When you’re building a career as a freelance editor or proofreader, it’s good to seek advice, right?
The trouble is that, as with many situations in life, there’s no single ‘right’ way of doing things.
A while ago I read a tongue-in-cheek blog post summarising conflicting advice on how to be a successful academic. It inspired me to think about the nuggets of wisdom that are often presented as undisputed truths to those seeking guidance about running an editorial business. Here’s my summary.
1. Devote plenty of time and effort to social media – but also don’t
✅ Twitter, Facebook, LinkedIn and Instagram can be great for raising your profile, engaging with potential clients and building relationships with colleagues.
❌ But social media can be a real drain on your time and energy. How does it fit into your overall marketing strategy? Would your efforts be better directed elsewhere?
2. Rely on word of mouth to gain new clients – but also don’t
✅ If people pass your name on to others, that’s great! It involves little effort on your part – other than ensuring you’re always providing an excellent service, of course.
❌ But it can be risky to rely on this as a strategy for finding work. What if the referrals dry up? How will you find new clients (or how will new clients find you)?
👉 Further reading: https://www.louiseharnbyproofreader.com/blog/word-of-mouth-marketing-for-editorial-freelancers-and-why-it-wont-work-if-youre-a-passive-marketer
3. Always charge an hourly rate rather than a rate per 1,000 words – but also don’t
✅ With an hourly rate, you should – in theory – be paid for the time you put in.
❌ But a rate per 1,000 words (or per project) rewards the efficient editor who uses time-saving tools and techniques. It also means the client knows in advance how much the work will cost.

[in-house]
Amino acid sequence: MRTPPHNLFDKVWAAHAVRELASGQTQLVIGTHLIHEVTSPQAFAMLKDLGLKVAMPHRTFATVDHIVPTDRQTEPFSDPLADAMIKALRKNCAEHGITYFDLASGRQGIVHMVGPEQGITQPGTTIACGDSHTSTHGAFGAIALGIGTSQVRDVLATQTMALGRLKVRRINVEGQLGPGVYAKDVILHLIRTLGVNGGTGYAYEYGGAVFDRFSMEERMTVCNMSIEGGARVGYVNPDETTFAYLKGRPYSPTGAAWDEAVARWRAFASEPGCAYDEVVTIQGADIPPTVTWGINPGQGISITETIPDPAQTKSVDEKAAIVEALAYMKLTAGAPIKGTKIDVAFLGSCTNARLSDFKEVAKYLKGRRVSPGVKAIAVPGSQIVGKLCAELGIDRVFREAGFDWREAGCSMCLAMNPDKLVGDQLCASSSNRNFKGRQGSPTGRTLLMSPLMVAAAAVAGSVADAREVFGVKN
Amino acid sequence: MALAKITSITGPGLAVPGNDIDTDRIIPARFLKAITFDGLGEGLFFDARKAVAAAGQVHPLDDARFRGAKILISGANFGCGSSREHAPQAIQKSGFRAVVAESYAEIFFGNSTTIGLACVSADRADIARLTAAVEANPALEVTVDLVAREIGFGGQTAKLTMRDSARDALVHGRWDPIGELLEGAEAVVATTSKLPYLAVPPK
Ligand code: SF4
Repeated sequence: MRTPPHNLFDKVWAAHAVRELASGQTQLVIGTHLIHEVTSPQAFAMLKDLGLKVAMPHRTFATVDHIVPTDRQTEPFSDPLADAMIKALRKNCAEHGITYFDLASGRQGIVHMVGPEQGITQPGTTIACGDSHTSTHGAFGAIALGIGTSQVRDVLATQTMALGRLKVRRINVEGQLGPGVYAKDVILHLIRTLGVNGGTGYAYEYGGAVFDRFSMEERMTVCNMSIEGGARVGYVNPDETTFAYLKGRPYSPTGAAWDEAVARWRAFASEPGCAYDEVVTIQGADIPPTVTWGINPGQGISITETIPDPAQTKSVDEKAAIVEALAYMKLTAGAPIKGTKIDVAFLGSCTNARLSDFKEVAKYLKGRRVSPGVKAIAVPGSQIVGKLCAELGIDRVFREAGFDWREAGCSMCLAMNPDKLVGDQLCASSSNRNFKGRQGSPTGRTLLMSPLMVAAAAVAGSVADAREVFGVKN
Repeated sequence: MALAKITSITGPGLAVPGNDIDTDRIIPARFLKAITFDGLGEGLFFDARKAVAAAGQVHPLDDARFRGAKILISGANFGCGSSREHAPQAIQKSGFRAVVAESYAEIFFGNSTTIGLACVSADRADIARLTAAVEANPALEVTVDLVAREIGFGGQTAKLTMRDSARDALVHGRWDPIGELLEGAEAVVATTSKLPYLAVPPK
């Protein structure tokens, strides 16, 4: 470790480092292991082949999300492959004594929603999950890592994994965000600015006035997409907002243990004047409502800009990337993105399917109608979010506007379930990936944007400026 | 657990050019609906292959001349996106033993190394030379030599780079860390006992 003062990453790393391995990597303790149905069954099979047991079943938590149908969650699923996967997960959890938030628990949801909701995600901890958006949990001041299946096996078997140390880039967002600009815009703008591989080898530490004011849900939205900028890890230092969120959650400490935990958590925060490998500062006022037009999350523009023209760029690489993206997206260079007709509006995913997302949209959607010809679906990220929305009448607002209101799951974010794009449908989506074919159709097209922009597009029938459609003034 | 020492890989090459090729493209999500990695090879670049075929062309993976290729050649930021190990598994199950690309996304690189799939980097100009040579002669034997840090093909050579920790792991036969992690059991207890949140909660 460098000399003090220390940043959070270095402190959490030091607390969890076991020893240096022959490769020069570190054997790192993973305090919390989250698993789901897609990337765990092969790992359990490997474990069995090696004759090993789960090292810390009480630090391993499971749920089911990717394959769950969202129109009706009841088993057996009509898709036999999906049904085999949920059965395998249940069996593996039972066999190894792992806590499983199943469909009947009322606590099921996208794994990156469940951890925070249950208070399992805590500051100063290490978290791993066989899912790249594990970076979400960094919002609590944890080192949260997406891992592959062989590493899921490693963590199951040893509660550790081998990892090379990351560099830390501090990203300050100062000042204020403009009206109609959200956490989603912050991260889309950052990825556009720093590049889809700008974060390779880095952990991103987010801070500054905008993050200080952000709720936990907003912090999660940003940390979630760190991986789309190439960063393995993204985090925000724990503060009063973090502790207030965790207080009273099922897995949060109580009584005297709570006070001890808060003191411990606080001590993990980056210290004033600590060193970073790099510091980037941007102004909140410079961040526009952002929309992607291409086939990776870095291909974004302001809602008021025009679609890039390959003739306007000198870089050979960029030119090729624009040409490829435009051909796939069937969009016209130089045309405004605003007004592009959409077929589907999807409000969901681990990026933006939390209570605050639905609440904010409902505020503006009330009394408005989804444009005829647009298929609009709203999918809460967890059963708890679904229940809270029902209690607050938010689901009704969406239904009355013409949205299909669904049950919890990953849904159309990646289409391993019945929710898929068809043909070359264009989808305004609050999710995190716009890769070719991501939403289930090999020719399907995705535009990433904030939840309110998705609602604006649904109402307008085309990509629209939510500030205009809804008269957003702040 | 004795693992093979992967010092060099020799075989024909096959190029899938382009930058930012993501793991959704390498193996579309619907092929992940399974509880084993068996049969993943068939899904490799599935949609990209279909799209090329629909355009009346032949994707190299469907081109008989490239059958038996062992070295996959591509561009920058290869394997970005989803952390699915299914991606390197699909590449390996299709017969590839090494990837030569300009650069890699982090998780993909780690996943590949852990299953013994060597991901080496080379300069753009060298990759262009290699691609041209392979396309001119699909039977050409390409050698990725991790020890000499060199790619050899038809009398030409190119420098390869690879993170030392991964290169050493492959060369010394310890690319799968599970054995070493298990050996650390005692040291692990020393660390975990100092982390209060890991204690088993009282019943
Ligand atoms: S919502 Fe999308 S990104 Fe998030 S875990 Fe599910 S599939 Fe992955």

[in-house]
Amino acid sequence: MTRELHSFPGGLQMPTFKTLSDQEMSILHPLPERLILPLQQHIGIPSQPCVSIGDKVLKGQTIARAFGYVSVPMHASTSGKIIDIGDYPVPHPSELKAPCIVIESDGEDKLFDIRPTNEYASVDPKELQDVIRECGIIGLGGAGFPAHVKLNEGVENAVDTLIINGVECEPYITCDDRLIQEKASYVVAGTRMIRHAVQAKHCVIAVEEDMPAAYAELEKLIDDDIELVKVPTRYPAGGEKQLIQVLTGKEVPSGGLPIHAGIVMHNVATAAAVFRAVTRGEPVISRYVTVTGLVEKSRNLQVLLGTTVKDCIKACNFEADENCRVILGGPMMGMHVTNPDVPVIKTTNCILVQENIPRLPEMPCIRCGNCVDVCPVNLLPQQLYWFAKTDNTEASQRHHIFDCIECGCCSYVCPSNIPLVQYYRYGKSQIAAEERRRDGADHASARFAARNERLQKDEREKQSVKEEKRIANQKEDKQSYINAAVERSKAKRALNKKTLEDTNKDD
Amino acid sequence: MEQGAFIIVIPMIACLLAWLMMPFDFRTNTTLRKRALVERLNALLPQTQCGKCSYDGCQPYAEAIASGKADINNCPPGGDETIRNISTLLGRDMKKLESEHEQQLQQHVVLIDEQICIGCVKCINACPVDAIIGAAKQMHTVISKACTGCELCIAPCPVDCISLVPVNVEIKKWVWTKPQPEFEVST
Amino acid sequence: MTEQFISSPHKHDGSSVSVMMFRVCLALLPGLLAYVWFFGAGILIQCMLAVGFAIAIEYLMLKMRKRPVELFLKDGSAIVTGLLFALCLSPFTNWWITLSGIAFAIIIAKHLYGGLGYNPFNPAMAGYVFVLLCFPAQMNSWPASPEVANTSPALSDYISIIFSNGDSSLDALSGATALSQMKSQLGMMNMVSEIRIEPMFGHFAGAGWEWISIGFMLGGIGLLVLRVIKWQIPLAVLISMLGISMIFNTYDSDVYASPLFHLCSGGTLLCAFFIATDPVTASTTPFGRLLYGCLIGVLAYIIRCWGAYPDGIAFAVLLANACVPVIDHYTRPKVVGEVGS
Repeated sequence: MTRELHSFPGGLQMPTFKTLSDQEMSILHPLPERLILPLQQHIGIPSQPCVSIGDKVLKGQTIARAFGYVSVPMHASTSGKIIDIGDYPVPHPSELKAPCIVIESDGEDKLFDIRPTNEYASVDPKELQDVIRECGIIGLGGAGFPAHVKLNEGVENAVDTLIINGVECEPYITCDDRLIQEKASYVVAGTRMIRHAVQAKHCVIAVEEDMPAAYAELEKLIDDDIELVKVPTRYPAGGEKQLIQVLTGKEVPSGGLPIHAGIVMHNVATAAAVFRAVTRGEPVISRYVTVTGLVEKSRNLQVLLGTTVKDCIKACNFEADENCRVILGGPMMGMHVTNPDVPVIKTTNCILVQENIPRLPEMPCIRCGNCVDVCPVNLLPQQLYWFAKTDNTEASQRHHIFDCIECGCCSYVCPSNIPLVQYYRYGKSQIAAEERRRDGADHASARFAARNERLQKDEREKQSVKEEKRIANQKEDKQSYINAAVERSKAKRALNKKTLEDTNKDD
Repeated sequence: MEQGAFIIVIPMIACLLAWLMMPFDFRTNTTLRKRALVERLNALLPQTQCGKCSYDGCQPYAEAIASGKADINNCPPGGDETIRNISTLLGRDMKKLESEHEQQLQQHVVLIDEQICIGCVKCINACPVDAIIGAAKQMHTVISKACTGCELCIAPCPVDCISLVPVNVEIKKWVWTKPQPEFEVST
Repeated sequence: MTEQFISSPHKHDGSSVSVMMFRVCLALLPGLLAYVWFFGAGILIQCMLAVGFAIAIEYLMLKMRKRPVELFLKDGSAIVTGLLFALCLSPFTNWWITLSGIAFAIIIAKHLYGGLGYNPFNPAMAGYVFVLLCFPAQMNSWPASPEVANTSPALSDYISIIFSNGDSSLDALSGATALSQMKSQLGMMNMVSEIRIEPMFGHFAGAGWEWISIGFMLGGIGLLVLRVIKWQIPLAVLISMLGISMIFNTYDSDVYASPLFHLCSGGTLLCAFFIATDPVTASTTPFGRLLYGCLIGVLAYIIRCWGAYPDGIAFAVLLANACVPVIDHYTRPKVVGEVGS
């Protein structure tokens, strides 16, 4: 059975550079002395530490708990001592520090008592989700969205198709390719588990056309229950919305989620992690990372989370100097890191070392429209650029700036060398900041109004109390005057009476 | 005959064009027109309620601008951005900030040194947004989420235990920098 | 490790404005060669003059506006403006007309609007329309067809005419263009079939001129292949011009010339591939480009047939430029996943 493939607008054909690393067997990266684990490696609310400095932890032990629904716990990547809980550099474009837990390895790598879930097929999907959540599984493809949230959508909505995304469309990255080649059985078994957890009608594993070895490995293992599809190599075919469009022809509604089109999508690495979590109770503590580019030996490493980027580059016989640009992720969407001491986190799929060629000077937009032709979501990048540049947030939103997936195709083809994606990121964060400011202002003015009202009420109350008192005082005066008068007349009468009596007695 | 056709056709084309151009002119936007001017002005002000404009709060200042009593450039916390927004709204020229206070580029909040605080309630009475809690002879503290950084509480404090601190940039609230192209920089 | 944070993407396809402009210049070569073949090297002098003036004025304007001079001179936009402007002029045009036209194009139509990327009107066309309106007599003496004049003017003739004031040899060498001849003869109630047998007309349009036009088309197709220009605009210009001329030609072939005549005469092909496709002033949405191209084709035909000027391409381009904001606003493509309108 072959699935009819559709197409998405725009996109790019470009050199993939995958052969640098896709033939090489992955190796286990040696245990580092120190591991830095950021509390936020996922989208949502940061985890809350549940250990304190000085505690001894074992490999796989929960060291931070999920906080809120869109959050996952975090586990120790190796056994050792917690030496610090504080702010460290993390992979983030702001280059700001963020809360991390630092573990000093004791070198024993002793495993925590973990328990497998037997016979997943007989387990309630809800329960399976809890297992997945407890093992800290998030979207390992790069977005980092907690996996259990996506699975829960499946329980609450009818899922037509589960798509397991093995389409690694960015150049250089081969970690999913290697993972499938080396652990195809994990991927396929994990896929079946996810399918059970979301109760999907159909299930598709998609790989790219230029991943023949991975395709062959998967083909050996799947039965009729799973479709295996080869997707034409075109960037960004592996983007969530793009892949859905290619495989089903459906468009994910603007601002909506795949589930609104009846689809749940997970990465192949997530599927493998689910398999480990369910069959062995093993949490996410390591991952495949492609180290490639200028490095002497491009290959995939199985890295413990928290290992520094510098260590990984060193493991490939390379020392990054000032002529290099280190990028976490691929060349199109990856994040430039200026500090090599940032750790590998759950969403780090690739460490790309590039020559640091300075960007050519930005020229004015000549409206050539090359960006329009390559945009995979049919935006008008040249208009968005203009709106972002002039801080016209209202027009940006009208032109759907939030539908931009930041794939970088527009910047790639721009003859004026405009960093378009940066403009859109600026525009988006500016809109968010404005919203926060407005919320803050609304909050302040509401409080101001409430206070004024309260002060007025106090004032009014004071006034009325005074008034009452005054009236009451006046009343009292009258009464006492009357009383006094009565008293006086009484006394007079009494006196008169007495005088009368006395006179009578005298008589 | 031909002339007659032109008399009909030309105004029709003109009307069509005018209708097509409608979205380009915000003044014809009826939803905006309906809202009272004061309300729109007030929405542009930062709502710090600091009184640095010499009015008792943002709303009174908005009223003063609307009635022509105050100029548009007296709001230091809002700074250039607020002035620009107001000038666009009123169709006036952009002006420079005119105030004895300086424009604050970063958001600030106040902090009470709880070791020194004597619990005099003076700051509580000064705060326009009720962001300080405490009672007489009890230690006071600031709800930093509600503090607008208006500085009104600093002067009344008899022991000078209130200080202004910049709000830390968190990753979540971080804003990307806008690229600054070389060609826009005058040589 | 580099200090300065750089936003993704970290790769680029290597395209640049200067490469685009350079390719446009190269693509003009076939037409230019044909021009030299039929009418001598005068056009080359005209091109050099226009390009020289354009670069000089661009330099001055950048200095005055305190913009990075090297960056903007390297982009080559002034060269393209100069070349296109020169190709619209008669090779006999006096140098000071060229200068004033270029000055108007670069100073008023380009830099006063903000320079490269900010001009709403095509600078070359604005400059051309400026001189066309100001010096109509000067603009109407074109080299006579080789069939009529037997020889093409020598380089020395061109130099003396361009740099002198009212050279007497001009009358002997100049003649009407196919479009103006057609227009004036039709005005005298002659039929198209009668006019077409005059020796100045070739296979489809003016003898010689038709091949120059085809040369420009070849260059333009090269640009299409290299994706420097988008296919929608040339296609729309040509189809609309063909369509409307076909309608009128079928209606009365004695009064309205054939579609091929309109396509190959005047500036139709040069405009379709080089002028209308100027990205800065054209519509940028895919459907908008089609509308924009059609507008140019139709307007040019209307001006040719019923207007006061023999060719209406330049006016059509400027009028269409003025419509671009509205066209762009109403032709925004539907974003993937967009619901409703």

👉 Further reading: https://aceseditors.org/news/2021/what-type-of-pricing-structure-should-freelance-editors-use
4. Refuse to edit in anything other than Microsoft Word – but also don’t
✅ If you’re skilled in using Word, it makes sense to focus on clients who use it.
❌ But you might be missing out on some interesting projects. Could you extend your skills into new areas [Google Docs, Excel, PowerPoint] to tap into different markets?
5. Refuse to work for free – but also don’t
✅ Working for free – often on the promise of exposure or further work, or for a client pleading poverty – is a mug’s game to be avoided at all costs.
❌ But if you’re looking for experience and the chance to practise your skills, perhaps for a worthwhile cause, you might gain as much as you ‘lose’ by volunteering your services.
👉 Further reading: https://www.forbes.com/sites/nextavenue/2018/05/14/when-should-you-work-for-free/?sh=7a229d58f556
👉 Also see this handy flowchart by typographer, graphic designer and lettering artist Jessica Hische: http://www.shouldiworkforfree.com
6. Always stick to your desired rates – but also don’t
✅ Accepting low-paid work can leave you caught in a trap of working for less than you’d like.
❌ But a low-paid project can sometimes have other benefits (raising your profile, giving you experience, providing at least some income), so it could pay off. And a big project with a lower rate might prove more profitable than several smaller ones with higher rates, as there’s less admin and set-up time involved.
7. Only work on material within your own subject area – but also don’t